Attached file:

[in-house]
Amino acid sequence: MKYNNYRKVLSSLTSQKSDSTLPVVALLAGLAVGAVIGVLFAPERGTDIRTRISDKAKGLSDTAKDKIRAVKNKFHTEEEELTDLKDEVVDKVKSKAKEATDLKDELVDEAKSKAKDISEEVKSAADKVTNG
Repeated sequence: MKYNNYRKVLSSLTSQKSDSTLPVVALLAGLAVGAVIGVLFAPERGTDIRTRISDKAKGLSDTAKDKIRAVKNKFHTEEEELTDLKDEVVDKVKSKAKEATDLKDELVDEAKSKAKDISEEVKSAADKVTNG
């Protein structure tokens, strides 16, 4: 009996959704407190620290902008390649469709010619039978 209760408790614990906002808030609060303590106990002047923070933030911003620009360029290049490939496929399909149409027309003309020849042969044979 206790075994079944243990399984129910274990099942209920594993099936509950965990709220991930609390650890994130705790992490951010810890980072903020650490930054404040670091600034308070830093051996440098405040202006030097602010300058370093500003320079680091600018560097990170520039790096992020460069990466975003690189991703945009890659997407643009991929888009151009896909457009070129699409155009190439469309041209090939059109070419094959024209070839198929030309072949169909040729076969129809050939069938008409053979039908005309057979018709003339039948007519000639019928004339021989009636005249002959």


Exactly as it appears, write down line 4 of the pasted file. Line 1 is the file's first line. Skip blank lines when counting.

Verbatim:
């Protein structure tokens, strides 16, 4: 009996959704407190620290902008390649469709010619039978 209760408790614990906002808030609060303590106990002047923070933030911003620009360029290049490939496929399909149409027309003309020849042969044979 206790075994079944243990399984129910274990099942209920594993099936509950965990709220991930609390650890994130705790992490951010810890980072903020650490930054404040670091600034308070830093051996440098405040202006030097602010300058370093500003320079680091600018560097990170520039790096992020460069990466975003690189991703945009890659997407643009991929888009151009896909457009070129699409155009190439469309041209090939059109070419094959024209070839198929030309072949169909040729076969129809050939069938008409053979039908005309057979018709003339039948007519000639019928004339021989009636005249002959």